The legendary British group's hit was the soundtrack to a 2002 Eircom advert featuring her comic dad Pat Shortt re-enacting Freddie Mercury's hilarious role in drag.
"Whenever I used to hear it I would think, 'oh, that's my dad's song'," Faye tells the Sunday World.
The young actress, who is set to co-star in the father and daughter stage comedy, Well, which she co-wrote with Pat, reveals that unlike her younger sister, Lily, she was never embarrassed by her father's fame or stage and TV characters that include sex-crazed Goretti from Killinaskully.
"I didn't find Dad embarrassing at all, to be honest," Faye says.
"But Lily hated it. Whenever Dad was on the Late Late Show she'd always be scarlet that he would mention her name."
Faye also tells how Covid led to her shelving plans to move to London to try her luck on the acting scene in the UK after finishing college -and forming a working relationship with her dad.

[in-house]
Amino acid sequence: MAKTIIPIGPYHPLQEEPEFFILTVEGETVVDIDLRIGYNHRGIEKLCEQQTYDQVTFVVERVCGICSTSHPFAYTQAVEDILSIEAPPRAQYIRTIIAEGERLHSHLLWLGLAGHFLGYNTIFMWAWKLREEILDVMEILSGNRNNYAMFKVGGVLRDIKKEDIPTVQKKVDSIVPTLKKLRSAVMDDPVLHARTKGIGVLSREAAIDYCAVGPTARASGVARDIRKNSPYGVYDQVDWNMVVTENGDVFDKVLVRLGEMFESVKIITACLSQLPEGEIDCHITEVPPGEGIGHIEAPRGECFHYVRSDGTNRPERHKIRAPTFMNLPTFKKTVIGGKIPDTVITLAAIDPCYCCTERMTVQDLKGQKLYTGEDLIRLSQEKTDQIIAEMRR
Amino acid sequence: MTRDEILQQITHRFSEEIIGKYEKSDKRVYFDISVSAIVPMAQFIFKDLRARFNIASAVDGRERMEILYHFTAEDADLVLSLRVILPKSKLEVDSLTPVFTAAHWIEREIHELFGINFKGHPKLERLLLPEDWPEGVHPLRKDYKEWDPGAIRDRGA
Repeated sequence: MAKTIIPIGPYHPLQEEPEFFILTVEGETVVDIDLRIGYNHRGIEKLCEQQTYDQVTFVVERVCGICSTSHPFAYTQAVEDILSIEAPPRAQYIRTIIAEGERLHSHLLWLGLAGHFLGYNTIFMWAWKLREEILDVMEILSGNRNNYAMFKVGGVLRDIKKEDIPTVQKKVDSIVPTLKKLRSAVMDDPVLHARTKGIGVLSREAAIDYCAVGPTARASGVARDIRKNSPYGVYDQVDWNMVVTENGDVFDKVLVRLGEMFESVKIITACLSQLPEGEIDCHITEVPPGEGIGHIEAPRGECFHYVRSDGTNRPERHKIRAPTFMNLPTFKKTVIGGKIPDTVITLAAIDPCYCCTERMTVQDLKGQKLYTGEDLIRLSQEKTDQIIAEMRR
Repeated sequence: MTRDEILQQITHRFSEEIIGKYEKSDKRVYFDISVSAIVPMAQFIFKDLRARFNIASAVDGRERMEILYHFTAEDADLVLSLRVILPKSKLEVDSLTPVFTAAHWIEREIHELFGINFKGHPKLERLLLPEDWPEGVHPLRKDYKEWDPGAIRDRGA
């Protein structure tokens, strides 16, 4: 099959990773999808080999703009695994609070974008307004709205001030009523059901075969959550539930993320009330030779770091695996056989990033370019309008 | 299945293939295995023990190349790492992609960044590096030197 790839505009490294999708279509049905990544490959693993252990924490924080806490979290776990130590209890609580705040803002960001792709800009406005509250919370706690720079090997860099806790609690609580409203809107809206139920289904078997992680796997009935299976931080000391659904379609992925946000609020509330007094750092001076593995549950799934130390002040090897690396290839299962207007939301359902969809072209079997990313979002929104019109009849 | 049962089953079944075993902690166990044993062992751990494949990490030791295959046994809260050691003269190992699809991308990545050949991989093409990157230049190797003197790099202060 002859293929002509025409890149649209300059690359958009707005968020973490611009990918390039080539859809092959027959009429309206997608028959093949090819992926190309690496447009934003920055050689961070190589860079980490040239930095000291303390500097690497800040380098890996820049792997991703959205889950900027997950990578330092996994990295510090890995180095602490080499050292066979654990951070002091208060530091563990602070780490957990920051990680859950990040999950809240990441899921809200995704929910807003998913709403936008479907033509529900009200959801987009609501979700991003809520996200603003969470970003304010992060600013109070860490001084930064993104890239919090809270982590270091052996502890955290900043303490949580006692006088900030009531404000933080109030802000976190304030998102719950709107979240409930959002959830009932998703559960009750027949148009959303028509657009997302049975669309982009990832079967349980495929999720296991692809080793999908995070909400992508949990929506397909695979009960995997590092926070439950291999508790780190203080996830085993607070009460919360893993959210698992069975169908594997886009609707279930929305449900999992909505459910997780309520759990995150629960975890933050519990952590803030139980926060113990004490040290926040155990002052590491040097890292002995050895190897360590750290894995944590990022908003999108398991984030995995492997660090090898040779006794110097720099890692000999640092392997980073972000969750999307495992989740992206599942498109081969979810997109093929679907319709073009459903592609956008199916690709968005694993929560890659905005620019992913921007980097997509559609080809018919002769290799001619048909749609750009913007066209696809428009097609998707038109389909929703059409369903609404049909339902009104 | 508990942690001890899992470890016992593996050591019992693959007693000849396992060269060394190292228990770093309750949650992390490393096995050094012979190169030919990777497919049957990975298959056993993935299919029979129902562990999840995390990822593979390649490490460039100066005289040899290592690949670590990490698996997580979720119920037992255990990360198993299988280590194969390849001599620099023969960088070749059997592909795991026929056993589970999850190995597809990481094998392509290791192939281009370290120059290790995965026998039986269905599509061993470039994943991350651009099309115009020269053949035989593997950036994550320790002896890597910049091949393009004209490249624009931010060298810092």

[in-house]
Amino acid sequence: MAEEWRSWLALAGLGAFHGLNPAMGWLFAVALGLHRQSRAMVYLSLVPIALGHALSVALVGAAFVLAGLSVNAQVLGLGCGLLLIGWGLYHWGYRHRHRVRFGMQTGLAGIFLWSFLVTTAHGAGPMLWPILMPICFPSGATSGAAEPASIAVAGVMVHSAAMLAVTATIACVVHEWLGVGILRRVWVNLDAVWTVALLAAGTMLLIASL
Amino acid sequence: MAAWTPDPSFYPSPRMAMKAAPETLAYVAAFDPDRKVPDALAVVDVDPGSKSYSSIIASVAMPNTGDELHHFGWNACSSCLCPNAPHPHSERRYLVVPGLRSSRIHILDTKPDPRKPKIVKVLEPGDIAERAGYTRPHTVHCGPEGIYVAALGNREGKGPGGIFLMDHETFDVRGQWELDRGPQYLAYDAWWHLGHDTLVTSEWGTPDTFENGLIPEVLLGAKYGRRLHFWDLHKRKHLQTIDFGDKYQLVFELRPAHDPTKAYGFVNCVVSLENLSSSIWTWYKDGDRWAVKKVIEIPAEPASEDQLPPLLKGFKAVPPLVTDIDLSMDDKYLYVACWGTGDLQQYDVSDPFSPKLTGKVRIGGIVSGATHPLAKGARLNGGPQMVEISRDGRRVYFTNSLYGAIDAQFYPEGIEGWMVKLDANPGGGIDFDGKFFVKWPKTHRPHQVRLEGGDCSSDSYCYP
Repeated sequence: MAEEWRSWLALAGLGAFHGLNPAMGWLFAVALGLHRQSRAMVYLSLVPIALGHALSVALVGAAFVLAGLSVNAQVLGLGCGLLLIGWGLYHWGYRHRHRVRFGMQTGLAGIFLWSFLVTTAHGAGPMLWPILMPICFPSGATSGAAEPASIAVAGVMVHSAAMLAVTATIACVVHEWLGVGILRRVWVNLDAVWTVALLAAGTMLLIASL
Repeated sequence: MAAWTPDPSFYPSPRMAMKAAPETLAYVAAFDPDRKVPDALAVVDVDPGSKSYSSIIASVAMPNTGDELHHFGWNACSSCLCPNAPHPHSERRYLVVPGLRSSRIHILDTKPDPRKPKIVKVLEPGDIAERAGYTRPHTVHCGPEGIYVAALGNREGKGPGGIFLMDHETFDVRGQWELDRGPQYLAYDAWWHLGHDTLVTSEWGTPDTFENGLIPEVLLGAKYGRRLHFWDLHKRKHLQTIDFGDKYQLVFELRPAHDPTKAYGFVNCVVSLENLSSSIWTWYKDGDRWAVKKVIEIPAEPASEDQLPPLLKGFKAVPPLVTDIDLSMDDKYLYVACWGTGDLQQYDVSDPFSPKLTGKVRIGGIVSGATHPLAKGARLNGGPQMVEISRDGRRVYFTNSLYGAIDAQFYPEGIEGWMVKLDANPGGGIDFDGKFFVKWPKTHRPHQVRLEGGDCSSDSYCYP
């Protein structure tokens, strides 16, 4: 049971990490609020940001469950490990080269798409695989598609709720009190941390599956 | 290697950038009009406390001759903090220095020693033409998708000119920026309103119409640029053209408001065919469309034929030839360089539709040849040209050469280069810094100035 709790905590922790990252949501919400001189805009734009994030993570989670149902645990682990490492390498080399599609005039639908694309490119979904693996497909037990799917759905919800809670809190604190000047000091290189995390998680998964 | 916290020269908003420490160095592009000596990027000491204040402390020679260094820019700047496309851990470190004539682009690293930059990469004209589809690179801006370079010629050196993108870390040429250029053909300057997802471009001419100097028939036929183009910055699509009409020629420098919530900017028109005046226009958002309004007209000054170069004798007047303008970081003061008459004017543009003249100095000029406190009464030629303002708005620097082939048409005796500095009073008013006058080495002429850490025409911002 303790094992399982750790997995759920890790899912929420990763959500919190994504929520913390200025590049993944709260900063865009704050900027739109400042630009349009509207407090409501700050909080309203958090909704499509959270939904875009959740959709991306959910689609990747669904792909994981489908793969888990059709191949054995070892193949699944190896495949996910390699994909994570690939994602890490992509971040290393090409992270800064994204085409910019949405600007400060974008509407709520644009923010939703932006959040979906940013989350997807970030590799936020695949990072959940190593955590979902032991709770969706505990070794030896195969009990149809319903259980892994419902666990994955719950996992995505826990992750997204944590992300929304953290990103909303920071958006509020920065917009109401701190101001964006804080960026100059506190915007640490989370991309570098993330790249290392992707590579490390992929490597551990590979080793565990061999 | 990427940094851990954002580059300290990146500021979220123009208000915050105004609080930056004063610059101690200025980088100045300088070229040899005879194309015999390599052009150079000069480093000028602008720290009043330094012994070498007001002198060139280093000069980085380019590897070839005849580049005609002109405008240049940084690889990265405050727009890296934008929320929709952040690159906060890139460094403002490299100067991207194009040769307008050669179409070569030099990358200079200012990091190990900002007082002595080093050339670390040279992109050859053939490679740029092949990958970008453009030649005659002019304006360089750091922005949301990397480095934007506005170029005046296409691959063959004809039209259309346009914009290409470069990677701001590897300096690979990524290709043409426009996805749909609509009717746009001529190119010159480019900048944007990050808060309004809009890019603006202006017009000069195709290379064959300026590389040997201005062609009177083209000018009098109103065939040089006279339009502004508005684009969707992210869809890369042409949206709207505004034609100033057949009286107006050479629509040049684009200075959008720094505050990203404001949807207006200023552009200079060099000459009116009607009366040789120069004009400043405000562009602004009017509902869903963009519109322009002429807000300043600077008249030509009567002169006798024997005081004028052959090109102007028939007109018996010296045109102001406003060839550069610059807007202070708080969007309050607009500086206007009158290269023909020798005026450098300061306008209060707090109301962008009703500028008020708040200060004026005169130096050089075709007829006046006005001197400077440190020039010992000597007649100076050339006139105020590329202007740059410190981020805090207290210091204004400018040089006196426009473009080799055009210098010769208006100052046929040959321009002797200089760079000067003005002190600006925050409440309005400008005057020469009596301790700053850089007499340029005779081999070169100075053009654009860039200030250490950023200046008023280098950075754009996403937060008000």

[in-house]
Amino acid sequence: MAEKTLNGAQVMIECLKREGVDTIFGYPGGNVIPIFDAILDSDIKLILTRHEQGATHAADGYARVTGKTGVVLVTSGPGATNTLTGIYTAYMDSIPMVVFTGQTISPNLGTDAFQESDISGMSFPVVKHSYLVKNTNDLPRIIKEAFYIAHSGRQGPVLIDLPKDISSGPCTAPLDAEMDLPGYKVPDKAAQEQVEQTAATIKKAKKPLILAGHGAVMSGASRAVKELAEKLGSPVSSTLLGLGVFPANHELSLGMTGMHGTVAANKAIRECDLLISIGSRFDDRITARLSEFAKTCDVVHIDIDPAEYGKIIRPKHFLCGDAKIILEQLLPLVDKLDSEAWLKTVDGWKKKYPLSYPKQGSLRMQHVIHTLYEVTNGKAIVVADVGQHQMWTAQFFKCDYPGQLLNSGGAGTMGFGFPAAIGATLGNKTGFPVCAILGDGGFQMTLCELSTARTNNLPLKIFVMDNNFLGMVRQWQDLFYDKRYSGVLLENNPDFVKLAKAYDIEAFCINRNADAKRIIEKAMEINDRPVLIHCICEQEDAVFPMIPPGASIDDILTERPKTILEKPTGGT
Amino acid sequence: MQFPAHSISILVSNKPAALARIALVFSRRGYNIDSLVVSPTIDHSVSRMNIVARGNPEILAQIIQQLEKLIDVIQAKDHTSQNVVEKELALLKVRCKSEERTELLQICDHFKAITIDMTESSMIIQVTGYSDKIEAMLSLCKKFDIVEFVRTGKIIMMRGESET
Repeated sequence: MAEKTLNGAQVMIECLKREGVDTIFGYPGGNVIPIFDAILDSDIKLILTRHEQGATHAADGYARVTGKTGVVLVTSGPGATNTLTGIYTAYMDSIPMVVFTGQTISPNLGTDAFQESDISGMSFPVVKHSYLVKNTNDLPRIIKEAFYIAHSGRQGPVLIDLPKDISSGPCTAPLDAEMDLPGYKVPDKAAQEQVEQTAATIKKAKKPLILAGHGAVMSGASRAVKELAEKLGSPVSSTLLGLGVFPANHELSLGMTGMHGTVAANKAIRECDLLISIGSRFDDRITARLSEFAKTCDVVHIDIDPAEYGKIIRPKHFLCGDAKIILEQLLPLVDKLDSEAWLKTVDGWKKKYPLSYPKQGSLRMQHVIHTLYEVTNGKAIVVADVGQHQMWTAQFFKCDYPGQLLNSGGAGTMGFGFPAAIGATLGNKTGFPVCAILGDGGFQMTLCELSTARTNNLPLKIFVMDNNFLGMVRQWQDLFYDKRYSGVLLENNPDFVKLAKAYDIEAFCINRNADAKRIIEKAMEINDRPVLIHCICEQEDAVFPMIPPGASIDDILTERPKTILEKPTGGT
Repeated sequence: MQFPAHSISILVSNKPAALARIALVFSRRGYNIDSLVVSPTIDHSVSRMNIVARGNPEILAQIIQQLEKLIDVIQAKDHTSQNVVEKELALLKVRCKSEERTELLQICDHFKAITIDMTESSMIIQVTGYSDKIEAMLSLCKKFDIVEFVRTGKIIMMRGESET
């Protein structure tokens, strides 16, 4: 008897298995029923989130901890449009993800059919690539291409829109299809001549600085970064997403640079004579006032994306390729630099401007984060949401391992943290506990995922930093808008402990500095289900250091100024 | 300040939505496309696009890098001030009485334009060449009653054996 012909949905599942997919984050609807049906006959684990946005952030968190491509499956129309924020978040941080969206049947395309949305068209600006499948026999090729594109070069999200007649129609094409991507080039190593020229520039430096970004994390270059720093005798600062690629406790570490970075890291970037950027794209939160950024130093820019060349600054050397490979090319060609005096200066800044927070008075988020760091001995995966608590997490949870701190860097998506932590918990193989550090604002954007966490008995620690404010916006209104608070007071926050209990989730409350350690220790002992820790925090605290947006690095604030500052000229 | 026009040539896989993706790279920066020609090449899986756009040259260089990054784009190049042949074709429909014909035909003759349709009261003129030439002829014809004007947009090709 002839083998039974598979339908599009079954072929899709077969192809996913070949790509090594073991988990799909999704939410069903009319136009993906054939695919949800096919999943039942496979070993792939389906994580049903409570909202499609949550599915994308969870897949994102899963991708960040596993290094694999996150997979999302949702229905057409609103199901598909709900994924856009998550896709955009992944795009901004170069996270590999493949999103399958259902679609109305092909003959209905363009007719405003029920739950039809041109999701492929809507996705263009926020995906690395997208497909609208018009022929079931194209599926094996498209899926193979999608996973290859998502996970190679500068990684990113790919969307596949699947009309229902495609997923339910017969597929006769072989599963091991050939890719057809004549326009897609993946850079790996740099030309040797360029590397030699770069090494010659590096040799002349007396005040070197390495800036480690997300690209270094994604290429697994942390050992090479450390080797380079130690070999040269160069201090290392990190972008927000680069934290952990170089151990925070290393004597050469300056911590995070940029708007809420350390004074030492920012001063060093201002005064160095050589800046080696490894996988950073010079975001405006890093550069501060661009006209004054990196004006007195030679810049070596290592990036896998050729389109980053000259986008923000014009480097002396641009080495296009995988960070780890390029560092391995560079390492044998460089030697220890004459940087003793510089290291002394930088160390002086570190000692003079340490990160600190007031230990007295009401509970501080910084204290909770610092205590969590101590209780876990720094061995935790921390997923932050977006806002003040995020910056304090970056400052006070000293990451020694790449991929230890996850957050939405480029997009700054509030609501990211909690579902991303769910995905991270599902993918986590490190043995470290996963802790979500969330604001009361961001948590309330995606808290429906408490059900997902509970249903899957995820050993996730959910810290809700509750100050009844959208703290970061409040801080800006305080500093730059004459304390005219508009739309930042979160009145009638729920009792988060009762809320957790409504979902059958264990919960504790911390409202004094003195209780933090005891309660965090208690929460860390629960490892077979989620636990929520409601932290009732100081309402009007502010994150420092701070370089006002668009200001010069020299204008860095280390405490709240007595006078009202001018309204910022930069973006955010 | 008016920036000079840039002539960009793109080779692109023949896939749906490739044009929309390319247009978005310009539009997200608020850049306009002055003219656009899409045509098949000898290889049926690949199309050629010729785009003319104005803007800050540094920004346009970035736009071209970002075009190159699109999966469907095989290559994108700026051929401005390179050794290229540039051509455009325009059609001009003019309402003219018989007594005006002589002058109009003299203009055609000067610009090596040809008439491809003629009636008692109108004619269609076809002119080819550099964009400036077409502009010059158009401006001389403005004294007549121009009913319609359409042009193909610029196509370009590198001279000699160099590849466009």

"I went to the Gaiety School of Acting for three years, and then Bow Street Academy in Dublin for screen acting, and that finished mid-Covid," she says.
"Working with Dad came out of Covid because I had plans to go to London once I finished college.
"Instead, I ended up moving back to Limerick, which was never on the cards. I haven't left yet and I can see myself in Limerick now for the next few years."
Faye and Pat have already enjoyed a smash hits online with Pat Shortt's Comedy Heads and a version of his popular podcast, The Wellness Hour.
Pat says: "Faye has always been very funny, she is a very talented woman. I never went through the process she has gone through in drama school, so I'm learning from her and observing her talent in that area.
- PAT and Faye Shortt bring their hilarious new show, Well, to Dublin's 3Olympia Theatre from February 17-19. Tickets are on sale now from ticketmaster.ie.